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Covid-19: New vaccines benefit the wealthiest people more

A new illustration of inequality in access to vaccination? The new vaccine, adapted from the Omicron variant, has been given more frequently as a booster to the wealthiest people in recent weeks than the original vaccine, according to a report from the Epi-Phare group released Thursday. However, these new so-called “bivalent” products are believed to be as effective, and possibly more effective, than the first generation drugs.

In particular, people vaccinated with the bivalent were more likely to belong to the wealthiest socioeconomic group than those who received an additional dose of the original vaccine: 23% versus 17%. Conversely, only 16% of them were in the least privileged category compared to 20% of those who were vaccinated with a product that had been in use for nearly two years.

“These people are better informed, so they knew more about the availability of new vaccines. And when they had a choice, they preferred bivalent,” epidemiologist Mahmoud Zureik, director of Epi-Phare, explains to the Parisian.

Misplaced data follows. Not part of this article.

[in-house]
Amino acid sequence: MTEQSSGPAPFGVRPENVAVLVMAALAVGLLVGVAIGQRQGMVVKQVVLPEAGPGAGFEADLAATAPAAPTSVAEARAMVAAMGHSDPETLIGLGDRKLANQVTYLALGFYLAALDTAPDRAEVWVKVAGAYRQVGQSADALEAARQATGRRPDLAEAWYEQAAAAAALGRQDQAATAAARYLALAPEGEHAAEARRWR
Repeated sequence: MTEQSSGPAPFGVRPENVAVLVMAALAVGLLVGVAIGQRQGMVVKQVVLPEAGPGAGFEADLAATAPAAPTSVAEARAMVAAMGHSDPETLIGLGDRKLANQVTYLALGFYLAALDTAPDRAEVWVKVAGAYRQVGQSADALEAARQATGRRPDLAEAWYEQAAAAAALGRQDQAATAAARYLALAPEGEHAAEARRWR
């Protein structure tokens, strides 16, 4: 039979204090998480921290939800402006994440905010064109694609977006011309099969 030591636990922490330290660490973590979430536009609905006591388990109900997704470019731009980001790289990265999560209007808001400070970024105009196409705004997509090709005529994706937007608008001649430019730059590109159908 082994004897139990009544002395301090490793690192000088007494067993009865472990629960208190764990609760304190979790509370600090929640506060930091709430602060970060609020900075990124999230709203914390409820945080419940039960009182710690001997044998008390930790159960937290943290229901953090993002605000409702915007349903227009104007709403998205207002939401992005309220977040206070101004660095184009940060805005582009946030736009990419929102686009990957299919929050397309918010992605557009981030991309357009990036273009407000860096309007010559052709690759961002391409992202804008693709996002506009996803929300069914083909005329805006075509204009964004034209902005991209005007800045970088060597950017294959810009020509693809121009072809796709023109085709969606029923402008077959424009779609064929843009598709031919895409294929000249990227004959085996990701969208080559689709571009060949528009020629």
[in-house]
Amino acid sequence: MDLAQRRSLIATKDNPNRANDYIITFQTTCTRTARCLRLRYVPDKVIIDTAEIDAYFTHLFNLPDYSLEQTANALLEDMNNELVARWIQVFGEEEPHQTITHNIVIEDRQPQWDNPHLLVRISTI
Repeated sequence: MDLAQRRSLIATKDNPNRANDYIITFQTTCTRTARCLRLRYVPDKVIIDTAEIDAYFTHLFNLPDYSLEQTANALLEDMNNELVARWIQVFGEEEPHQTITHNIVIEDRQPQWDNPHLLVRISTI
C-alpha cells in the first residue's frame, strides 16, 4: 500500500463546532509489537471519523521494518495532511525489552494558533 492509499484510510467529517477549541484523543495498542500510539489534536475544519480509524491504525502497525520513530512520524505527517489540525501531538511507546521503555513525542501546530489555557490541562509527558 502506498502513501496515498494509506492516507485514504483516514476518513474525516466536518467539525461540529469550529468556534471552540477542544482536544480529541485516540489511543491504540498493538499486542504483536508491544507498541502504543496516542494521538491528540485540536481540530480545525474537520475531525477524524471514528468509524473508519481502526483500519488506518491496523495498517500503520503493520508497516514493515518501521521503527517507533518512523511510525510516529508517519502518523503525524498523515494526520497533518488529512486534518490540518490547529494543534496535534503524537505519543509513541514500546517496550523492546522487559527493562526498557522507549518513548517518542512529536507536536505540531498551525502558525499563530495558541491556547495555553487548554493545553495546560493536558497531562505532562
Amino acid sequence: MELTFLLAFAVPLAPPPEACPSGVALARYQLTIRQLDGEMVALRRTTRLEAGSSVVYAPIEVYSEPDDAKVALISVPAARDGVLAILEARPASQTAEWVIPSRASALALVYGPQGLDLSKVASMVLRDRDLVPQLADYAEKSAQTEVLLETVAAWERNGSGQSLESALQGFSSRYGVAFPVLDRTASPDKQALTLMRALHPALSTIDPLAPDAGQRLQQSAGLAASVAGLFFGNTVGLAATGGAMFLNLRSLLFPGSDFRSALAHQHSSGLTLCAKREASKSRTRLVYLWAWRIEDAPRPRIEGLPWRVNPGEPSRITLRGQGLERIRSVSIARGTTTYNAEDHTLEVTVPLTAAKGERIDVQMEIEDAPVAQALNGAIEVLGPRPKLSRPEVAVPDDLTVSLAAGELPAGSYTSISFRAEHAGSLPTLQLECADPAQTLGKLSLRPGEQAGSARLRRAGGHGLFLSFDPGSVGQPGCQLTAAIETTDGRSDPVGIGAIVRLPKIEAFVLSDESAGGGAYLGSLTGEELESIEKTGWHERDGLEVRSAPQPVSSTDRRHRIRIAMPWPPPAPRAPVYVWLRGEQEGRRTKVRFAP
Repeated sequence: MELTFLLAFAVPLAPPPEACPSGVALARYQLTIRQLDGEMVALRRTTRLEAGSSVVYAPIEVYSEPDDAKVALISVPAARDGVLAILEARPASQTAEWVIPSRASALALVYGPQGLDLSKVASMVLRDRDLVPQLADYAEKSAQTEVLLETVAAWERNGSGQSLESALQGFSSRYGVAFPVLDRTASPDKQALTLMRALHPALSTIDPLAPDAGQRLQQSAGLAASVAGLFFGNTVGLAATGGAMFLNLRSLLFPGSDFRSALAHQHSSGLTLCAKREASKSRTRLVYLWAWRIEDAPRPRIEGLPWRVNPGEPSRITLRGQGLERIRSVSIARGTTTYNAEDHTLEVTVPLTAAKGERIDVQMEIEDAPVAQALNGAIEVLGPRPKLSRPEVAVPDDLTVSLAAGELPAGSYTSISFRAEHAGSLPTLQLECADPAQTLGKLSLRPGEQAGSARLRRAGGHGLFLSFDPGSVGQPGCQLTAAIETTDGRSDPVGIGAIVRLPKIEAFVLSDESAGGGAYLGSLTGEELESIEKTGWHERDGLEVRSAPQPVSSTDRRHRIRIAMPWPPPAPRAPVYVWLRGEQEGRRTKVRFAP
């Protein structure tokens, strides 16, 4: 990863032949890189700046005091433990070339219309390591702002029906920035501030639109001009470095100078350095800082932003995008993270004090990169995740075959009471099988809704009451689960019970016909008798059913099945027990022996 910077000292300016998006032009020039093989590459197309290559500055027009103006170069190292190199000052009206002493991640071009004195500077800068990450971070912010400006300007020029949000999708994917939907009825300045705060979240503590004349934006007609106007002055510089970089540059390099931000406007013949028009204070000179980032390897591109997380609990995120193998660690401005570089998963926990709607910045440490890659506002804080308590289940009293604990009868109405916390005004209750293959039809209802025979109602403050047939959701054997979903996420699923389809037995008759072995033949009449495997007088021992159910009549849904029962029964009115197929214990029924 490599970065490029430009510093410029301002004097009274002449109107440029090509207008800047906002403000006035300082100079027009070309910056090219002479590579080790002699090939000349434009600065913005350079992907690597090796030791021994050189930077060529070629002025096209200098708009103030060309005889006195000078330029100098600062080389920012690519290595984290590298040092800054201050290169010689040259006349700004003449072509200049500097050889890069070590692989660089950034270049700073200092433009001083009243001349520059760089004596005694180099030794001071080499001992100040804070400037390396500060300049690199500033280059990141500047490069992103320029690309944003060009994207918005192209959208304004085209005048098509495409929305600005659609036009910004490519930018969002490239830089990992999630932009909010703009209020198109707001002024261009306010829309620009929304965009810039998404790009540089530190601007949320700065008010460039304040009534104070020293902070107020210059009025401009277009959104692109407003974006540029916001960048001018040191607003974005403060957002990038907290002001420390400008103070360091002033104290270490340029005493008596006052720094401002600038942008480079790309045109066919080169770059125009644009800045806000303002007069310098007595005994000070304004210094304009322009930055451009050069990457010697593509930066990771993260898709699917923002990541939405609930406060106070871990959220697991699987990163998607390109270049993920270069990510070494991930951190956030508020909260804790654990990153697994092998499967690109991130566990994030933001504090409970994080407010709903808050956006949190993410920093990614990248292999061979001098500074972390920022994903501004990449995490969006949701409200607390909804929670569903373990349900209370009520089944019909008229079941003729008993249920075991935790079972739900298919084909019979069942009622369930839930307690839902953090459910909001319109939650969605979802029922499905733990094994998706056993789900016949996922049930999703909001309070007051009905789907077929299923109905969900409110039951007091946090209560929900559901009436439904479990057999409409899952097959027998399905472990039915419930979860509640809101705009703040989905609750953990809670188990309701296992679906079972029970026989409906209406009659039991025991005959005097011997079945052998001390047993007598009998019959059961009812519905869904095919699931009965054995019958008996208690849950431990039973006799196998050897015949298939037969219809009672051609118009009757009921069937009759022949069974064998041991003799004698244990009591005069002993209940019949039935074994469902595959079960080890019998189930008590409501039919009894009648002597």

Autumn revaccination began on October 3rd. People aged at least 60 and all those at risk for serious or highly at-risk forms (adults with comorbidities, pregnant women, caregivers, etc.) are encouraged to re-apply this fall as a priority.

A total of 1.4 million people received revaccinations between October 3 and November 13. The vast majority of them received a bivalent vaccine: either Pfizer/BioNTech adapted to Omicron BA.4/5 or Moderna adapted to Omicron BA.1. More than 200,000 of them received the original Pfizer vaccine, which is still in use until pharmacies and doctor’s offices are stocked with new products.

“Low” vaccination coverage

Another notable difference in profile has to do with age. Among people over 75 years of age, new vaccines adapted to Omicron were used more often than the original ones (36% and 40% vs. 31%). This could be due to several reasons: nursing homes were more easily supplied with bivalent vaccines than pharmacies and medical practices, products that were considered the most effective were used first among the oldest and therefore most vulnerable people, etc.

Individuals who received a booster dose of the Omicron-adapted vaccine were also more likely to suffer from certain comorbidities, such as cardiovascular disease and some types of cancer. Finally, bivalent vaccines are clearly preferred over original vaccines in some regions such as Brittany. This could be explained, in part, by more or less rapid deliveries.

As a result, “the level of revaccination [depuis le 3 octobre] remains low compared to expected coverage,” the authors of the report note. Only about 15% of people over 60 received an extra dose this fall, compared to 70% in England. Health Minister François Braun has also been publicly annoyed on several occasions.

Source: Le Parisien

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